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Martha Playing Wiffle Ball in her Wedding Dress, by John Surowiecki
Whether he is speaking in the voice of a silverfish or talking about cancer or recalling the friends he’s lost over the years, John Surowiecki reminds us of an essential irony about our mortality: “darkness / arrives earlier this time of year” but “pretty soon it’ll be there from the start.” In this wise, utterly original collection of poems, John explores “what’s left of the world” with wry humor and compassion for us all.
—Edwina Trentham, Author of Stumbling into the Light, Founding Editor of Freshwater
“The snow fell with stunning malice,” writes John Surowiecki, and so this book of quirky and deeply human voices also stuns us in poem after poem with an exhilarating play of language, resonant pathos, and clandestine wit. In one poem, he elegizes the deaths of seven canaries, lamenting that “no one’s watching over/little things.” But clearly Surowiecki is. These poems fly from the heart and into the foundry of our consciousness where, unlike his canaries, they not only survive, but thrive—beautifully so.
—George Drew, Author of The View from Jackass Hill, Winner of the X.J. Kennedy Poetry Prize
Through John Surowiecki’s crisp, evocative, musical lines we see the wonder and pathos of ordinary life—and extraordinary lives. In the title poem, a bride plays wiffle ball with her softball friends, gliding around the bases like a goddess, her feet hidden by the dress’s bottom. Aided by a propitious breeze and fielders making farcical errors, she safely reaches home. In fact, she will always be safe at home, just as we will, because we have let the grace of poetry into our lives.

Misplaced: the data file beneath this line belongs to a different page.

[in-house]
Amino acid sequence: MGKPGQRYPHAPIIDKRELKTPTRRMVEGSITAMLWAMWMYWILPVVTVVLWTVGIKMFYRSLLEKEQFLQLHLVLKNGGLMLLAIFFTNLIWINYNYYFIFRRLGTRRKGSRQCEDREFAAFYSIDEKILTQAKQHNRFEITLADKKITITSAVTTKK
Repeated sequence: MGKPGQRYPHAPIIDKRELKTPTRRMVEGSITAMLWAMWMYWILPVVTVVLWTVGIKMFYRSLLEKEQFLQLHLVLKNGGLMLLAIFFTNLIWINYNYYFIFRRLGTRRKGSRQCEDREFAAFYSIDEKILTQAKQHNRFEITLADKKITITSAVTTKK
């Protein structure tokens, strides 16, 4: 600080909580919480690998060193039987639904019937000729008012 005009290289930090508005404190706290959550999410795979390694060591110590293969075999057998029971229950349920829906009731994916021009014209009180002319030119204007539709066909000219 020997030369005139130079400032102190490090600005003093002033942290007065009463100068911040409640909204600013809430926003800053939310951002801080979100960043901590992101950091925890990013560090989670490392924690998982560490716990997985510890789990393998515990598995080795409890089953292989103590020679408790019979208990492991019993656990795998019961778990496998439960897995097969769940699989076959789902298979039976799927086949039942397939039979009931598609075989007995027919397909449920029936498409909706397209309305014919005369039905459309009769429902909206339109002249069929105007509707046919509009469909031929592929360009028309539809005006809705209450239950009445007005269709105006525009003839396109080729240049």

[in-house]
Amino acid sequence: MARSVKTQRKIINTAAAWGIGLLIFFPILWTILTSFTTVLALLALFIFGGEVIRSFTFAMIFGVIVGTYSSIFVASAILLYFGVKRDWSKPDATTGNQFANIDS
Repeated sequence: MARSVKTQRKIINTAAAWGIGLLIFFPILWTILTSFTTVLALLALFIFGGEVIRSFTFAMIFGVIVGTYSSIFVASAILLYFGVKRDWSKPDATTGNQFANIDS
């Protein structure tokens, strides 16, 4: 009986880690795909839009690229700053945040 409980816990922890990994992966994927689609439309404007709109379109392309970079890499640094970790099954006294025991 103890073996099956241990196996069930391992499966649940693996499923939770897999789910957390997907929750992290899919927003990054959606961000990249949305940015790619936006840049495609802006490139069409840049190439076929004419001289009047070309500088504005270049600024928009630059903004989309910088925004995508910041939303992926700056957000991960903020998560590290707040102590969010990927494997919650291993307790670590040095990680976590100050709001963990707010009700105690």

—Stephen Campiglio, Author of Cross-Fluence, Founder of the Mishi-Maya-Gat Spoken Word & Music Series
Sample from Martha Playing Wiffle Ball in Her Wedding Dress
Adulterers Find Their Way Home
The long lunar shadows remind them they have
excuses to invent and narratives to memorize.
They pass the brook that dives under snow
and ice, one shadowy green S after another.
Then comes the orchard of sticks and the city
that disdains its own redemption,
then the street that pretends to sleep
but listens for purring idles
and hears them as hurtful roars:
home and not home, tired of the usual ecstasies
and misgivings, weary of bold adventures
and secret souvenirs.